Broken Tool Or Broken User?

There’s a well-known parable in leadership that goes like this:

“A lumberjack applied for a job in the northwest, confident he was the best.

He was asked to cut a quota of trees on the first day, and fell short of the goal. The next day, more determined, he worked harder, and fell even shorter. Then on the third day, he tried with all his might, and cut the fewest trees of any of those days.

A fellow lumberjack came up to him and asked ‘Did you every consider at any time before the day started to sharpen your axe’?”

This proverbial anecdote helps us see many times we cast blame on the user, when it’s the tool that needed work. And yet sometimes it’s the user who fails to handle his tool properly.

Which give credence to the saying:

‘Give me six hours to chop down a tree and I will spend the first four sharpening the axe”

Here are the underlying truths:

  • Many times we blame or resist tools and systems because we don’t – or many times are not willing to – ¬†understand or use them properly.
  • And other times the tool is broken and we blame the individual for failure rather than check the tool (system. process) that they have been struggling to use.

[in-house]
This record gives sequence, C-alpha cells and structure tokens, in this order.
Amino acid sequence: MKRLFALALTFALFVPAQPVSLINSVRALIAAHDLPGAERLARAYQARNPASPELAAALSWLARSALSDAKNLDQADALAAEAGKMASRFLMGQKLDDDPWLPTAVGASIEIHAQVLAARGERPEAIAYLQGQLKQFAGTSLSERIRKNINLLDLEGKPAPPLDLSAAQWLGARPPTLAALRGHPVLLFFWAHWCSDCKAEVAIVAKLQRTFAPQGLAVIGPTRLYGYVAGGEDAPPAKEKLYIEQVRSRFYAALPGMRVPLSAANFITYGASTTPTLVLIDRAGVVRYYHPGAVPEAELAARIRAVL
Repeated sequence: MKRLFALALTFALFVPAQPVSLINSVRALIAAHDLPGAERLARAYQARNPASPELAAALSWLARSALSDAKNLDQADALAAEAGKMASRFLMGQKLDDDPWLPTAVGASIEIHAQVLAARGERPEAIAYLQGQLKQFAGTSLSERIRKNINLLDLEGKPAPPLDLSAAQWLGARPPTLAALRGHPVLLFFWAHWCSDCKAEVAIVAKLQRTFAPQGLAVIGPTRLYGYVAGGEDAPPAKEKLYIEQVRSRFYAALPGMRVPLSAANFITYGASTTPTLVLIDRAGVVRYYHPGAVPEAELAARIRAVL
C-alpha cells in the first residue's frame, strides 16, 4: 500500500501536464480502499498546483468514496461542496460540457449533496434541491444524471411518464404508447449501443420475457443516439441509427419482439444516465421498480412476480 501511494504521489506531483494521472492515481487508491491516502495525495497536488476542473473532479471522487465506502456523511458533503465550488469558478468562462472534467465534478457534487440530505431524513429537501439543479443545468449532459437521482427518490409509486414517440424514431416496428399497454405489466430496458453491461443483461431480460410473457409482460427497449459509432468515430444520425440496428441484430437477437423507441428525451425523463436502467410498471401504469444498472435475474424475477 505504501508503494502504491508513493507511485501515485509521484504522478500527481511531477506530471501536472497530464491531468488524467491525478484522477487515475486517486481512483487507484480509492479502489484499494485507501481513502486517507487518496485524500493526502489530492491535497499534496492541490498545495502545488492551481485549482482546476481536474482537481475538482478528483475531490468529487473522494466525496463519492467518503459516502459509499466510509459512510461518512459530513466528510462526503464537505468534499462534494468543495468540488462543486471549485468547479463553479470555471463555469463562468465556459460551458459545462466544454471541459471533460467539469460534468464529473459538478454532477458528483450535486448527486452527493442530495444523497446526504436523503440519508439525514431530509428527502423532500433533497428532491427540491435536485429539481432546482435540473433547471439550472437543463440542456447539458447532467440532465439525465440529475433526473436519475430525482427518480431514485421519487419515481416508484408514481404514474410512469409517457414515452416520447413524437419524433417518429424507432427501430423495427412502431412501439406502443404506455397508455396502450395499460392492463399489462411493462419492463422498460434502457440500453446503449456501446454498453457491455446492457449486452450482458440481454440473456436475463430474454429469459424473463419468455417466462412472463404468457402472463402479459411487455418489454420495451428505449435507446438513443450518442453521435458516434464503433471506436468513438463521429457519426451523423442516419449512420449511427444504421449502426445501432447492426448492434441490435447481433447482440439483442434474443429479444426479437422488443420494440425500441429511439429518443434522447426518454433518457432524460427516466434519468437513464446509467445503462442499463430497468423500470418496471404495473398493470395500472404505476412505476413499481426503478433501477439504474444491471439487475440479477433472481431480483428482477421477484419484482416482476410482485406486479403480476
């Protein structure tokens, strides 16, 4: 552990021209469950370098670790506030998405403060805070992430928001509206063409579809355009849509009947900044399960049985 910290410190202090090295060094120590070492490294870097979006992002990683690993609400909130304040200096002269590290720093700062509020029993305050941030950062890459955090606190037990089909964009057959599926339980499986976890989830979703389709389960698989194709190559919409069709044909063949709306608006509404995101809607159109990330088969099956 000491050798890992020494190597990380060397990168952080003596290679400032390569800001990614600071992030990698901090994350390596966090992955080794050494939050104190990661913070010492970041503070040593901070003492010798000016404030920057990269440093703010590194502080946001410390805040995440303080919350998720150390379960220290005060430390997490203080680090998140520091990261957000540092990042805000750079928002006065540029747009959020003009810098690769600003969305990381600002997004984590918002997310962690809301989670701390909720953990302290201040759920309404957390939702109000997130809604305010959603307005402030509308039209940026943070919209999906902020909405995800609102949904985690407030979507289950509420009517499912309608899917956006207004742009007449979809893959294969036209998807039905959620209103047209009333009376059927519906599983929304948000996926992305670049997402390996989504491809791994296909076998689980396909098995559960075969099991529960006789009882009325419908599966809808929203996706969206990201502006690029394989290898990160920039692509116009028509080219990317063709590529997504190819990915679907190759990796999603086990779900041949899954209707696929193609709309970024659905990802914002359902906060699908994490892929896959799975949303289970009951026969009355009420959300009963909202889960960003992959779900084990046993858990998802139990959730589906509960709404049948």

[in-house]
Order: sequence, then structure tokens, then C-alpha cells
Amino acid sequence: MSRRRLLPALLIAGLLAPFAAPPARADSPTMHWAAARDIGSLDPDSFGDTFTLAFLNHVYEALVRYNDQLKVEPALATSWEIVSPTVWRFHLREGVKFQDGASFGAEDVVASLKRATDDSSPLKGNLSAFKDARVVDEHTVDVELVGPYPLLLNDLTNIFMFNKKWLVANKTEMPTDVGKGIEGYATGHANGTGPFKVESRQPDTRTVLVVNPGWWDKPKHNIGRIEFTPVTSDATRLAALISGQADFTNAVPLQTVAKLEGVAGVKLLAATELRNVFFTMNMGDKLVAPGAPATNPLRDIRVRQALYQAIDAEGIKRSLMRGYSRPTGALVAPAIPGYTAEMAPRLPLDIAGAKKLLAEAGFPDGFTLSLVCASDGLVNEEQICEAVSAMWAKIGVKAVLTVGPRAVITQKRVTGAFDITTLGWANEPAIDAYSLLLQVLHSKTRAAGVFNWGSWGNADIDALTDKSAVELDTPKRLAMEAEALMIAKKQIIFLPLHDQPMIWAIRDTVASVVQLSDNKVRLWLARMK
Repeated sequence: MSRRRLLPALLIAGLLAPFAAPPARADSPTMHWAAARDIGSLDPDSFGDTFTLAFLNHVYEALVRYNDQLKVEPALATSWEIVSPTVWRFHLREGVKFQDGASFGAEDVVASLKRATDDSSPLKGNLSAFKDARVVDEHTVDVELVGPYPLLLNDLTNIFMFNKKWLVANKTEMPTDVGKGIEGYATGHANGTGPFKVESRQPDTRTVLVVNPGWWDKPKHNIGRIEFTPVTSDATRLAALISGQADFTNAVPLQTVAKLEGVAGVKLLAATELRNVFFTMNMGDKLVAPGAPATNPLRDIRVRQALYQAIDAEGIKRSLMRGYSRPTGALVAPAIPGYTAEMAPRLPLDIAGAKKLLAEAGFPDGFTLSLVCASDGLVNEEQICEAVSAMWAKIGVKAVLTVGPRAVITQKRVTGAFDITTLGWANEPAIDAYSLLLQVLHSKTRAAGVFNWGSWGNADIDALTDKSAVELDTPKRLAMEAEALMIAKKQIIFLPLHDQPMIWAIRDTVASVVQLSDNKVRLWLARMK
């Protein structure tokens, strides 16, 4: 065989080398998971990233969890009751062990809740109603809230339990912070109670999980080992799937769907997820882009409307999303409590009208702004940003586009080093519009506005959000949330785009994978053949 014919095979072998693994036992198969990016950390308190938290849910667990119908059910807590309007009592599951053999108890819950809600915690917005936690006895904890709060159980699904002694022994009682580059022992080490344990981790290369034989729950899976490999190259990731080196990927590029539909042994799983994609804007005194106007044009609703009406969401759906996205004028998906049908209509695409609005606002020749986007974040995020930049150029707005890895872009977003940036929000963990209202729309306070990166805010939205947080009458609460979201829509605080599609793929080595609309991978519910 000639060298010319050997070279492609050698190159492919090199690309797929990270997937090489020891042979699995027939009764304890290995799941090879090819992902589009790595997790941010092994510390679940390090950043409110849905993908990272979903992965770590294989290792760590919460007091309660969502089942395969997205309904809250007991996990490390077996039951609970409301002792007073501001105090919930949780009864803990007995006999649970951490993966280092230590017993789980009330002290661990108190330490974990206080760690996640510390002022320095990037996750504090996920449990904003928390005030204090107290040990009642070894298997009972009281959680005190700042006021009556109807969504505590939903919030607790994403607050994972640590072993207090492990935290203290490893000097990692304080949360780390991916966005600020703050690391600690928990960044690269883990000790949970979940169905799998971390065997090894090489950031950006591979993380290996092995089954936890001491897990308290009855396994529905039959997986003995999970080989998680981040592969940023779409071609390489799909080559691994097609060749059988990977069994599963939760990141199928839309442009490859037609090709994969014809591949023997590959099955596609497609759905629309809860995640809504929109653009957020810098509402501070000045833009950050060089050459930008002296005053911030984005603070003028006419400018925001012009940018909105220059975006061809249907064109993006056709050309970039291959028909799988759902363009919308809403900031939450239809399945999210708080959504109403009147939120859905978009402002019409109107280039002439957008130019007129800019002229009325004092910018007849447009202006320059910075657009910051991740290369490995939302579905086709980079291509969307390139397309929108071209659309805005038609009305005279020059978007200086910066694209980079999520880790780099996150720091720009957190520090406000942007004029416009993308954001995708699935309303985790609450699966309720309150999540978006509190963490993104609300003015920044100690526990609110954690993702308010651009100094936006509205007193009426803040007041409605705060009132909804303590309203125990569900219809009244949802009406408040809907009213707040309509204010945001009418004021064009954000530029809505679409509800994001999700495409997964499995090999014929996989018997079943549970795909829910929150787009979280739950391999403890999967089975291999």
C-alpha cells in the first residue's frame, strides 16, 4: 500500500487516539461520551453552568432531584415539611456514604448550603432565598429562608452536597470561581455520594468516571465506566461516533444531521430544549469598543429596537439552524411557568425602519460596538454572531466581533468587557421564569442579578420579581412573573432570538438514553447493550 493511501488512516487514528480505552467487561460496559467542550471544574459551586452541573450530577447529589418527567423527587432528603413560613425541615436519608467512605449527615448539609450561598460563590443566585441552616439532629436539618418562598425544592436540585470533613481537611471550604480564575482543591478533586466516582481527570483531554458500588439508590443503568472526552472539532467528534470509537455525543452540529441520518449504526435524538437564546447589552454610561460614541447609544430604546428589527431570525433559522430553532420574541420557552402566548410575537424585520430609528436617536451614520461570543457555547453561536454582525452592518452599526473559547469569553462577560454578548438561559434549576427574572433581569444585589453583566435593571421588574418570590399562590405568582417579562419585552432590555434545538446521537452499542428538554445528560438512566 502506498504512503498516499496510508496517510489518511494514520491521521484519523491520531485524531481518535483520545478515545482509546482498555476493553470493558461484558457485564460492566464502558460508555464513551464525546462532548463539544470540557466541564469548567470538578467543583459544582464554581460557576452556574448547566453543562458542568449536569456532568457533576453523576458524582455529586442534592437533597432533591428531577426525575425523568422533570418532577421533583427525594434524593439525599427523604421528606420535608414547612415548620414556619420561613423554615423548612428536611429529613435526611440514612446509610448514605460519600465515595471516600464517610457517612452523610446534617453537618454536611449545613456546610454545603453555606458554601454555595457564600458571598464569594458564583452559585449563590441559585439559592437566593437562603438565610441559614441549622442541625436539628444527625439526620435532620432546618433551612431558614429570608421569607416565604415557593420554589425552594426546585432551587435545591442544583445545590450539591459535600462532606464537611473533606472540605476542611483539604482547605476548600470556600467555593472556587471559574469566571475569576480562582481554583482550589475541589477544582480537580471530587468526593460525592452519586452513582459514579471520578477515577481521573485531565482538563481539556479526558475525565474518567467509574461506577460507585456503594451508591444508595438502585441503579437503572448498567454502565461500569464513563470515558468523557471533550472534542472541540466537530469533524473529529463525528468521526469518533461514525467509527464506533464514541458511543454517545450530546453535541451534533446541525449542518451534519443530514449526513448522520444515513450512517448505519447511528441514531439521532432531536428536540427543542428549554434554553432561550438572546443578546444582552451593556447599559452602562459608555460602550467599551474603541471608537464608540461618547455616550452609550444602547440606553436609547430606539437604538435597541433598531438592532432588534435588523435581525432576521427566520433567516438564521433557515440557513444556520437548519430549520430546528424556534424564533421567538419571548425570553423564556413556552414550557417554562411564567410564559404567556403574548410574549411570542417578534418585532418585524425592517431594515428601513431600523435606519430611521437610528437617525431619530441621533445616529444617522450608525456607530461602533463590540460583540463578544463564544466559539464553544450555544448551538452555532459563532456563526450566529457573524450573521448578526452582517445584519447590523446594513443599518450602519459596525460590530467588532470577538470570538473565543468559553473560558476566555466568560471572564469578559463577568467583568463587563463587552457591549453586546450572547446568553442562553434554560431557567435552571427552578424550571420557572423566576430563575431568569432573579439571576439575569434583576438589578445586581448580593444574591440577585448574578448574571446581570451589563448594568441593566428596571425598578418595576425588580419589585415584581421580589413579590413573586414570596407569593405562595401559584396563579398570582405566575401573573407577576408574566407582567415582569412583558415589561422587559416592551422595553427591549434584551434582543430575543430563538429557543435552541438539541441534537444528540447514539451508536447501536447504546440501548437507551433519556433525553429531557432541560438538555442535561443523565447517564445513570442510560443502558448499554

Consider these questions as you identify if you’re addressing a broken tool or broken user:

  • Is the tool not widely used because it’s broken?
  • Is the user not adopting processes because they refuse to change?
  • Are there reasons within company culture that explain why certain processes are worked around?
  • Does leadership force a tool that does not self-work, or make more work? Do they even understand it fully?
  • Is a particular individual or team working within the tool but not getting support?
  • Do we need to run through the process, system, or tool and check for clunkiness, inefficiencies, poor user interface?
  • Do we blame the people when it’s the tools fault?
  • Do people blame the tool when it’s their own fault?
  • Is our hope in the tool or in our people? What type of organization do we want to be?

By being discerning, finding out facts by asking around and fully checking into people and processes, you can better fine tune your people and the systems and tools you provide to ensure your goals are met. When people and processes are aligned to work together seamlessly, each supporting the other, then you can avoid questions about what is or isn’t working in your organization.

(image: flickr)


About Paul LaRue

My goal - To encourage you to lead & influence others with positive impact.

Posted on September.24.2017, in Leadership. Bookmark the permalink. 2 Comments.

  1. Great reminder! We have a number of places where we’re asking team members to be productive with dull, worn out tools. I need to remember to help people consider sharpening what they have and finding better ways to use it until we can get better, tools and processes. Well written and challenging. Thanks!


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